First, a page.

Bank lending rates
Both TED and LIBOR rose in 2016 to the point where both were usually negatives, with lots of fluctuation. Of importance is that TED was above 0.50 before both the 2001 and 2008 recessions. The TED spread was generally increasingly positive in 2017, while LIBOR was increasingly negative. This year the TED spread has whipsawed between being positive or negative, most recently positive.
- Johnson Redbook up +6.5% YoY
- Goldman Sachs Retail Economist up +0.8% w/w, up +3.3% YoY
Both the Goldman Sachs and Johnson Redbook Indexes generally improved from weak to moderate or strong positives during 2017 and have remained positive this year. Recently they have been exceptionally positive.
Railroads (from the AAR)
- Carloads up +9.6 YoY
- Intermodal units up +6.0% YoY
- Total loads up +7.8% YoY
Rail was generally positive since November 2016 and remained so during all of 2017 with the exception of a period during autumn when it was mixed. After some weakness in January and February this year, rail has been positive ever since, and was extremely positive this week.
Harpex made multi-year lows in early 2017, then improved, declined again, and then improved yet again to recent highs, and then declined somewhat again. BDI traced a similar trajectory, and made three-year highs near the end of 2017, and at midyear hit multiyear highs, but has declined in the last two months.
I'm wary of reading too much into price indexes like this, since they are heavily influenced by supply (as in, a huge overbuilding of ships in the last decade) as well as demand.
Steel production (from the American Iron and Steel Institute)
- Up +0.6% w/w
- Up +6.3% YoY
Steel production improved from negative to "less bad" to positive in 2016 and with the exception of early summer, remained generally positive in 2017. It turned negative in January and early February, but with the exception of three weeks recently has been positive since then.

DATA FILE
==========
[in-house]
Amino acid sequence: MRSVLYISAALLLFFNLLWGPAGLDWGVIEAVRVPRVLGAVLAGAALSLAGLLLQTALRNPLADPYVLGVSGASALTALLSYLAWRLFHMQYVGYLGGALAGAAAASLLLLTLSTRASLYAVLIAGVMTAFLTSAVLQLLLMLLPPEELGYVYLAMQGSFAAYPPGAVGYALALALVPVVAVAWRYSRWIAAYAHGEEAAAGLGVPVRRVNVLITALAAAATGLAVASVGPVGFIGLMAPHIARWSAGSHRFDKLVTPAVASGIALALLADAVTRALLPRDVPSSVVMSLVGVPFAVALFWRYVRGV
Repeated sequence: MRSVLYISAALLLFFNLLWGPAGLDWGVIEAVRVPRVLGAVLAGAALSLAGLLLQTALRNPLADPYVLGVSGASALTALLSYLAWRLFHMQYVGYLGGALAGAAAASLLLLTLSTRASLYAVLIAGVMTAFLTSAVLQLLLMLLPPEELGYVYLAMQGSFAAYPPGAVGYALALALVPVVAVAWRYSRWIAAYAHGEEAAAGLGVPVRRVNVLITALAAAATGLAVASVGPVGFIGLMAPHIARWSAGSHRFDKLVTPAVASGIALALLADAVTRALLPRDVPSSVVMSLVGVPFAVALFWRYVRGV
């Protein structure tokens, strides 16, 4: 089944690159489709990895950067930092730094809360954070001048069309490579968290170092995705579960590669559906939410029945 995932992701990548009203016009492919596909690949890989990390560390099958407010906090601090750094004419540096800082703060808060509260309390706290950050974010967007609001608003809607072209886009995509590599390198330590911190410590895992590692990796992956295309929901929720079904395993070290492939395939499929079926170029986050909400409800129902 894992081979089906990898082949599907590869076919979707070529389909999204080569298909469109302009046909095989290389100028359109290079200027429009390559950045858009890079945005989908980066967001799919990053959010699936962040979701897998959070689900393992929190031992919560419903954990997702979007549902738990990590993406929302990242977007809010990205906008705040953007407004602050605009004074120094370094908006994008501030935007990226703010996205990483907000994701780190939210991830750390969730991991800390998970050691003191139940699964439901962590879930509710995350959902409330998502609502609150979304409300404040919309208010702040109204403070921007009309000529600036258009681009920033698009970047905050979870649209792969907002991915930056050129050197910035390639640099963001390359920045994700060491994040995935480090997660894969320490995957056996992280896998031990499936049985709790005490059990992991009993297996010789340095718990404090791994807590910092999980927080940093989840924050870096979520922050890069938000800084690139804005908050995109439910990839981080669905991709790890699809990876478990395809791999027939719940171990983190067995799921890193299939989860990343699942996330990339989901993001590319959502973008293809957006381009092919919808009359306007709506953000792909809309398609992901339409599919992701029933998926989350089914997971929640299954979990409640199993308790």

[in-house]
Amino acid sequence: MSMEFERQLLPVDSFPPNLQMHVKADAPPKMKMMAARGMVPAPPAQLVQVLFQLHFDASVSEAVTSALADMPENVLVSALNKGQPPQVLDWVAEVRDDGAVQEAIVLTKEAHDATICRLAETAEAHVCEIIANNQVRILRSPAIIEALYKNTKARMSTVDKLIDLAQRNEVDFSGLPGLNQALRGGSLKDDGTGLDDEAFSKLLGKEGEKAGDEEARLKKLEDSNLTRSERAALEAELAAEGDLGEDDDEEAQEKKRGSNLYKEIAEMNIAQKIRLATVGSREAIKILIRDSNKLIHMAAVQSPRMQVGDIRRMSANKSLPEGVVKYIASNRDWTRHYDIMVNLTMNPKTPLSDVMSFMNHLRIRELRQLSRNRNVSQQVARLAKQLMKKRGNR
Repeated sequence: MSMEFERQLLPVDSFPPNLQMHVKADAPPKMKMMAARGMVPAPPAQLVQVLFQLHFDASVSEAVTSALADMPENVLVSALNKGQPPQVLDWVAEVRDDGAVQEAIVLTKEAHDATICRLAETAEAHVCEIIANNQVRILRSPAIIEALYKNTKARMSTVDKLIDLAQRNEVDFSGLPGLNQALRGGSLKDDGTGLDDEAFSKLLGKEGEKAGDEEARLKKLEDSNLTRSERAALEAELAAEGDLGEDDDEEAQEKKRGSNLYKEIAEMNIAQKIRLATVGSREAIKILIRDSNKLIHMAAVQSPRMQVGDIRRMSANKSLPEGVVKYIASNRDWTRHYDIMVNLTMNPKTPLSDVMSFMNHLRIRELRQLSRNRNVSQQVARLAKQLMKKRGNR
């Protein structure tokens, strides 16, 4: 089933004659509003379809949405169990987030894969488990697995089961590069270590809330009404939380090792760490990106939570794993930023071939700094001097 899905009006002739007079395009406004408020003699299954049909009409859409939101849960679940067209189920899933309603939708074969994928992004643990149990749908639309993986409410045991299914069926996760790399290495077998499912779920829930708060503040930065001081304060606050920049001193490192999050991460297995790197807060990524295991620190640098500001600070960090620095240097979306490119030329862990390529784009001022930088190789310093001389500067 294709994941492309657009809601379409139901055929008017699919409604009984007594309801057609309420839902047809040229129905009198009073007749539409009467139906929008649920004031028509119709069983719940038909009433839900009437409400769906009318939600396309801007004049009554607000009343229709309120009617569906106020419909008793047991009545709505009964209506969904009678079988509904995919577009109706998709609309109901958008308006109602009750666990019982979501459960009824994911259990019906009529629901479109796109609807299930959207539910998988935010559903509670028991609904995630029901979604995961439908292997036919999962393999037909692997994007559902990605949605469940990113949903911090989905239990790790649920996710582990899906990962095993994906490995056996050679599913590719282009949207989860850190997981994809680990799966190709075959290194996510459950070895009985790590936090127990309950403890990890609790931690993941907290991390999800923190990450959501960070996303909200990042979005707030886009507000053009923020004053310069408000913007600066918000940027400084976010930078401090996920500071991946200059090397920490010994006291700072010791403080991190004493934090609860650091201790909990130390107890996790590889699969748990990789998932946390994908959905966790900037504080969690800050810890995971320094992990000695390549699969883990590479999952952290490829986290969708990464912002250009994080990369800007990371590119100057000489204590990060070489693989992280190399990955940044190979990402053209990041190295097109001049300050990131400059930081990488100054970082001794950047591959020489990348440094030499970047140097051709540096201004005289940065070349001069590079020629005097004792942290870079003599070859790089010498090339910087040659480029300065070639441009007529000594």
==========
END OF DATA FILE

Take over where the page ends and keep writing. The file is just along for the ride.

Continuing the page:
Summary And Conclusion:
Among the coincident indicators, positives include consumer spending, rail, steel, the TED spread, and the Baltic Dry Index. Harpex has declined enough to become at neutral, as was tax withholding this week. LIBOR remains the sole negative.
Among the short leading indicators, the regional Fed new orders indexes, the Chicago National Conditions Index, jobless claims, stock prices, and staffing are all positive. Gas prices, one measure of the US dollar, and the spread between corporate and Treasury bonds are neutral. Oil prices, the broad trade weighted US dollar, and as of this week the overall commodities index as well as the industrial metals are negatives.
Thus the nowcast is strongly positive, and the short-term forecast also is positive, although less strongly so than recently.
Several of the long leading indicators continue to fluctuate between positive, neutral, and negative. This week the Chicago Fed Adjusted Financial Conditions Index and Leverage subindex were joined by real M1 as a positive, as are real estate loans. Corporate bonds remain neutral, as are the yield curve and this week, purchase mortgage applications. Treasuries, refinance applications, mortgage rates, and real M2 all remain negative.
Thus in the last four weeks the longer-term forecast has fluctuated between negative and neutral, as it was this week. I continue to expect week to week volatility, as real M1, purchase mortgage applications, the yield curve, and real estate loans are all near the levels where their ratings change. Because the biggest mistake made in forecasting has been demonstrated to be projecting current trends forwards, I encourage readers to wait for theses indicators - which after all are the most leading ones - to settle with some decisiveness.
Disclosure: I/we have no positions in any stocks mentioned, and no plans to initiate any positions within the next 72 hours. I wrote this article myself, and it expresses my own opinions. I am not receiving compensation for it (other than from Seeking Alpha). I have no business relationship with any company whose stock is mentioned in this article.